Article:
In group theory, more precisely in geometric group theory, a hyperbolic group, also known as a word hyperbolic group or Gromov hyperbolic group, is a finitely generated group equipped with a word metric satisfying certain properties abstracted from classical hyperbolic geometry. The notion of a hyperbolic group was introduced and developed by Mikhail Gromov (1987). The inspiration came from various existing mathematical theories: hyperbolic geometry but also low-dimensional topology (in particular the results of Max Dehn concerning the fundamental group of a hyperbolic Riemann surface, and more complex phenomena in three-dimensional topology), and combinatorial group theory. In a very influential (over 1000 citations ) chapter from 1987, Gromov proposed a wide-ranging research program. Ideas and foundational material in the theory of hyperbolic groups also stem from the work of George Mostow, William Thurston, James W. Cannon, Eliyahu Rips, and many others.
Members in this class of groups are often called elementary hyperbolic groups (the terminology is adapted from that of actions on the hyperbolic plane).
Examples of such are the fundamental groups of closed surfaces of negative Euler characteristic. Indeed, these surfaces can be obtained as quotients of the hyperbolic plane, as implied by the Poincaré—Koebe Uniformisation theorem.
Another family of examples of cocompact Fuchsian groups is given by triangle groups: all but finitely many are hyperbolic.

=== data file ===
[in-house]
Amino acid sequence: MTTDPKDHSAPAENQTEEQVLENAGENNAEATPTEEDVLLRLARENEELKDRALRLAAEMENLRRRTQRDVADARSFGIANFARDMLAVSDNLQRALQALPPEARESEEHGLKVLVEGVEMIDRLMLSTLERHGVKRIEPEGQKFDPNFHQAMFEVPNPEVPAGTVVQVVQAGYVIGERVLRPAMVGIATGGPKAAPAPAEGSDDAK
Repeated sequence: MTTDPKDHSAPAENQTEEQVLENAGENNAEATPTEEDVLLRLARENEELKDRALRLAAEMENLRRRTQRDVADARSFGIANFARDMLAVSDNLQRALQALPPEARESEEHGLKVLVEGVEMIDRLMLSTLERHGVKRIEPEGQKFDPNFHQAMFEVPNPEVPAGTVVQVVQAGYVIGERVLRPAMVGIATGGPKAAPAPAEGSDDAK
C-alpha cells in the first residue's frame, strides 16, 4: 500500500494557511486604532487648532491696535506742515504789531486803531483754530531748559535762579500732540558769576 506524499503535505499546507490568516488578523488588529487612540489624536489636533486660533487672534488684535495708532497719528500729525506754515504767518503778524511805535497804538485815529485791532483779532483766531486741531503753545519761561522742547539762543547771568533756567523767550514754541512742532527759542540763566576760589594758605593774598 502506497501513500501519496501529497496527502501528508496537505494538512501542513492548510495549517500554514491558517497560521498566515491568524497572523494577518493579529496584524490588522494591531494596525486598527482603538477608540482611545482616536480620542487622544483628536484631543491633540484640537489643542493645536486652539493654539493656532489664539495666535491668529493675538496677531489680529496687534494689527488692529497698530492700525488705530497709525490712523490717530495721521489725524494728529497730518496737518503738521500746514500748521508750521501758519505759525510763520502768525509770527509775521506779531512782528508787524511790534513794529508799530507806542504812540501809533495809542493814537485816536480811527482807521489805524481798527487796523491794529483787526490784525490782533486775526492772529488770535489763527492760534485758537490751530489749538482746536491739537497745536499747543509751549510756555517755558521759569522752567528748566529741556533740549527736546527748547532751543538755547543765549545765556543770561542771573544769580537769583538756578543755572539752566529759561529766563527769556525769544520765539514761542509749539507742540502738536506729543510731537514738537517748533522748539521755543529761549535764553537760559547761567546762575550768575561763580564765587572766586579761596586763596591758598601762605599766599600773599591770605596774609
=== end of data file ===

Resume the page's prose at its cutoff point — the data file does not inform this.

A further generalisation is given by groups admitting a geometric action on a CAT(k) space. There exist examples which are not commensurable to any of the previous constructions (for instance groups acting geometrically on hyperbolic buildings).
Groups having presentations which satisfy small cancellation conditions are hyperbolic. This gives a source of examples which do not have a geometric origin as the ones given above. In fact one of the motivations for the initial development of hyperbolic groups was to give a more geometric interpretation of small cancellation.
In some sense, "most" finitely presented groups with large defining relations are hyperbolic. For a quantitative statement of what this means see Random group.
Interesting examples in this class include in particular non-uniform lattices in rank 1 semisimple Lie groups, for example fundamental groups of non-compact hyperbolic manifolds of finite volume. Non-examples are lattices in higher-rank Lie groups and mapping class groups.
A group is said to be acylindrically hyperbolic if it admits a non-elementary acylindrical action on a (not necessarily proper) Gromov-hyperbolic space. This notion includes mapping class groups via their actions on curve complexes. Lattices in higher-rank Lie groups are (still!) not acylindrically hyperbolic.
In another direction one can weaken the assumption about curvature in the examples above: a CAT(0) group is a group admitting a geometric action on a CAT(0) space. This includes Euclidean crystallographic groups and uniform lattices in higher-rank Lie groups.
It is not known whether there exists a hyperbolic group which is not CAT(0).